Wednesday, September 29, 2010

whole product testing / whole attack testing: two sides of the same coin

(this has actually been sitting in the drafts pile for a while)

several weeks ago brian krebs asked me for my thoughts about a new NSS Labs test which i was happy to provide. aside from the fairly predictable spike in traffic that resulted from brian's subsequent article, i also found an unexpected treat in my inbox - NSS' rick moy reached out to me so that we could discuss a few things. now, this post isn't intended to bring up anything anyone did or said in private email, but i do want to thank rick because if he hadn't prompted me to engage on this topic further than i had already done with brian i might not have gotten to this point in understanding the duality of whole product testing vs. whole attack testing.

the idea of whole attack testing came to me as i was contemplating what little information i could find freely available about NSS' most recent test of how well anti-malware products prevented drive-by downloads. the name was a play on the the term "who product testing" that has become so popular in anti-malware testing circles, and which NSS themselves are big proponents of (after all, they try to use their own attempts at whole product testing as a differentiating factor to set themselves apart from other testing organizations). i thought it was a natural extension of the line of reasoning that brought us whole product testing, maybe even the logical conclusion of that line of reasoning. after all, if you're only testing against part of a multi-stage attack it seems like you encounter similar biases that you get when you only test part of a multi-layer product.

but now that i've thought about it some more i realize what that really means. you literally can't have whole product testing without whole attack testing. if you only test one part of a multi-stage attack then you're only testing the parts of a product that are designed to deal with that particular stage of attack. if you're testing exclusively with neutered or otherwise benign exploits, for example, then it doesn't matter if you're testing  entire products against those exploits, only the parts of the products designed to deal with exploits will be capable of raising an alert. as a result, the biases you encounter aren't just similar to the ones you encounter in testing individual parts of a product, they're identical - because you will effectively still only be testing individual parts of the product.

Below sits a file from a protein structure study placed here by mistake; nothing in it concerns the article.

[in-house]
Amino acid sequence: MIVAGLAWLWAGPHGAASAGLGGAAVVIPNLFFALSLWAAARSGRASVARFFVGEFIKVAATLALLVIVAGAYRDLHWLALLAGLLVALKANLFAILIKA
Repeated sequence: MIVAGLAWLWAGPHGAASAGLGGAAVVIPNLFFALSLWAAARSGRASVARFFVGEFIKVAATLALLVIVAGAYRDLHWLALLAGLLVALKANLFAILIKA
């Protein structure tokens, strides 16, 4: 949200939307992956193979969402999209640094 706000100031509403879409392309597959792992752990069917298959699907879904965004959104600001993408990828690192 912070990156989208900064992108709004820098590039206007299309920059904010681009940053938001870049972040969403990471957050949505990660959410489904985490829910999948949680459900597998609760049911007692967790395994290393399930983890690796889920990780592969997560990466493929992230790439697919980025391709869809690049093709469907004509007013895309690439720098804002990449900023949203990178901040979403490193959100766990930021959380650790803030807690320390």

in order to get a true measure of how well a product prevents compromise in the face of real attacks it is necessary to test the whole product against real whole attacks. as difficult, expensive, and painful as that may be, if we really want to produce tests that tell the laymen what they are expecting tests to tell them, this is what has to be done.